While the 2004 moratorium on new Rhode Island charters expired last June, it's taken months longer for state dollars to catch up. The Ocean State currently has a paltry 11 charters serving 3,100 students--and the waiting list to get in is almost as long. The good news is that Governor Carcieri has put $1.5 million for new charters into his 2009-2010 budget, including some funds for a home grown charter variation: mayoral academies. These schools were cooked up by the mayor of Cumberland, RI, Daniel McKee, in response to accusations that RI charters are charter-lite, with very little autonomy. State charter law subjects principals to a host of rules and regulations, which means they have little control over teacher salaries, retirement policies, and tenure. McKee's network of mayoral academies, which draw students from regions rather than municipalities, will be free from these stipulations. With a green light from the legislature, let's hope the reform rubber is finally on the Rhode.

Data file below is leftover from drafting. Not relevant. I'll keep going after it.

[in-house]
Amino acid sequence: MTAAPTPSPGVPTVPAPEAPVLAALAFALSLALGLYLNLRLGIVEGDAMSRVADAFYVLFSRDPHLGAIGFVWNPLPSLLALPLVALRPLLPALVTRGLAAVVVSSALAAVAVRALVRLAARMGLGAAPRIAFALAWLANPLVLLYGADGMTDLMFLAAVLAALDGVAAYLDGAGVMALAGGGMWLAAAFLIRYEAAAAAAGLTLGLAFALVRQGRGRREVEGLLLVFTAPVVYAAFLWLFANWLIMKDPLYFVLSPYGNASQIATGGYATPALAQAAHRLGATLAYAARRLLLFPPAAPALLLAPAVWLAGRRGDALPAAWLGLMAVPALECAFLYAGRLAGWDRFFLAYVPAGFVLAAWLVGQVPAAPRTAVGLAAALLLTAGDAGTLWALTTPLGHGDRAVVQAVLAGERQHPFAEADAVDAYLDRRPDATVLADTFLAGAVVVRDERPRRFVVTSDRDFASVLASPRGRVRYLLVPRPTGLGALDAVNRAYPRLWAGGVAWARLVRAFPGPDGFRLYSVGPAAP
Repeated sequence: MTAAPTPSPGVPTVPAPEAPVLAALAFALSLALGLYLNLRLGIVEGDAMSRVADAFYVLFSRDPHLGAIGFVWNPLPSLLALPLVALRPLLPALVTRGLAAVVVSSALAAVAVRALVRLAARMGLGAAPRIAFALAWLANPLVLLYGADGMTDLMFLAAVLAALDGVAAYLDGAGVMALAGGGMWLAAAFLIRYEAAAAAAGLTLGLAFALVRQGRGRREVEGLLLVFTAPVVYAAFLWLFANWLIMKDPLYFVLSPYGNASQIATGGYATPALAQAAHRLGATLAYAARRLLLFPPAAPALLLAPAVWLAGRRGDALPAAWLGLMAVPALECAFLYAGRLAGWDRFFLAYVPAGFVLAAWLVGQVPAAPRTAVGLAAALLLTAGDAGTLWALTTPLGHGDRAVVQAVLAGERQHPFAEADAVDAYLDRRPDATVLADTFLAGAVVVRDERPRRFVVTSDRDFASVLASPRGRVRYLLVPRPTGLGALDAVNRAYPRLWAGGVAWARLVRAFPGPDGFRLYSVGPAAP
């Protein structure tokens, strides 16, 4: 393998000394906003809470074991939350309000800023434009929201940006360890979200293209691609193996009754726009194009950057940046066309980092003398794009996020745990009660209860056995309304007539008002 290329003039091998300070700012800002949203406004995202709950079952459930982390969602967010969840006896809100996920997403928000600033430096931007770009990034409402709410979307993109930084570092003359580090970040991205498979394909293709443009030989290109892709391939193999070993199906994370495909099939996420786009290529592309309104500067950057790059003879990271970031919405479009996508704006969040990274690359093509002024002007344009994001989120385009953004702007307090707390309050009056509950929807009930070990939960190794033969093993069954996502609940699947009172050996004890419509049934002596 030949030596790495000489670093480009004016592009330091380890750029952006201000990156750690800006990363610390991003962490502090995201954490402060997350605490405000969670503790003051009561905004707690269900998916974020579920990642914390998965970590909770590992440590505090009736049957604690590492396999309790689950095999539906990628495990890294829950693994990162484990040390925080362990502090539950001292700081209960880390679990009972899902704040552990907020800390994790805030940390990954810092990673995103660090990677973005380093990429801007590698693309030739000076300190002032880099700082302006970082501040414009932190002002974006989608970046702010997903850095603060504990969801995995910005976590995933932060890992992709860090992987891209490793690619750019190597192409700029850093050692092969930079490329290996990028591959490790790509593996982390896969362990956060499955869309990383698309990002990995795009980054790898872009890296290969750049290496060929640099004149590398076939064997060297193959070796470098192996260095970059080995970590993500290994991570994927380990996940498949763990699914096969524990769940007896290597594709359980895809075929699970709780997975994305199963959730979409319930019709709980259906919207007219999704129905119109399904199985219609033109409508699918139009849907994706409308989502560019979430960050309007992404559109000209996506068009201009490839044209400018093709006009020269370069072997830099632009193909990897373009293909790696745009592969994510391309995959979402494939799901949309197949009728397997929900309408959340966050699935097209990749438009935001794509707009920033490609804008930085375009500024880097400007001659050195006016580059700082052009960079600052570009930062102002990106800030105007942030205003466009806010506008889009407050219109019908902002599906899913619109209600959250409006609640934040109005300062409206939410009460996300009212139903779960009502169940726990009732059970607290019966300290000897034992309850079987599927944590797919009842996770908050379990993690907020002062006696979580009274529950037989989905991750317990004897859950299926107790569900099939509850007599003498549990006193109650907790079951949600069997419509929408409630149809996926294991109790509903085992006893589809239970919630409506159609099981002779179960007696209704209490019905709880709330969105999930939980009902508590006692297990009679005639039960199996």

"Charter schools compete for financing," by Jennifer D. Jordan, Providence Journal, April 13, 2009

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